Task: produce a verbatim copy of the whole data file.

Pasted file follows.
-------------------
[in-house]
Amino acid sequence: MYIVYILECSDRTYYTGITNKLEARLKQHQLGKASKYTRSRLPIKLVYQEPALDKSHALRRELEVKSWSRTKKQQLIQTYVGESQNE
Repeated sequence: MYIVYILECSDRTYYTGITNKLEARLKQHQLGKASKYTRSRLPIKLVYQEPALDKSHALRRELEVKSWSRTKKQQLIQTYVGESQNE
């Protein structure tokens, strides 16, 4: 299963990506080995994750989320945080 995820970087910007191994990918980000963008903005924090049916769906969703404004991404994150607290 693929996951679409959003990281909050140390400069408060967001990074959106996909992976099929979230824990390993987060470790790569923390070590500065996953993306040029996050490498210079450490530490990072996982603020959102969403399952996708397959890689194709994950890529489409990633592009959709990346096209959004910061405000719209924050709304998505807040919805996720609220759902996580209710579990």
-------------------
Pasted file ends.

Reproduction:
[in-house]
Amino acid sequence: MYIVYILECSDRTYYTGITNKLEARLKQHQLGKASKYTRSRLPIKLVYQEPALDKSHALRRELEVKSWSRTKKQQLIQTYVGESQNE
Repeated sequence: MYIVYILECSDRTYYTGITNKLEARLKQHQLGKASKYTRSRLPIKLVYQEPALDKSHALRRELEVKSWSRTKKQQLIQTYVGESQNE
């Protein structure tokens, strides 16, 4: 299963990506080995994750989320945080 995820970087910007191994990918980000963008903005924090049916769906969703404004991404994150607290 693929996951679409959003990281909050140390400069408060967001990074959106996909992976099929979230824990390993987060470790790569923390070590500065996953993306040029996050490498210079450490530490990072996982603020959102969403399952996708397959890689194709994950890529489409990633592009959709990346096209959004910061405000719209924050709304998505807040919805996720609220759902996580209710579990």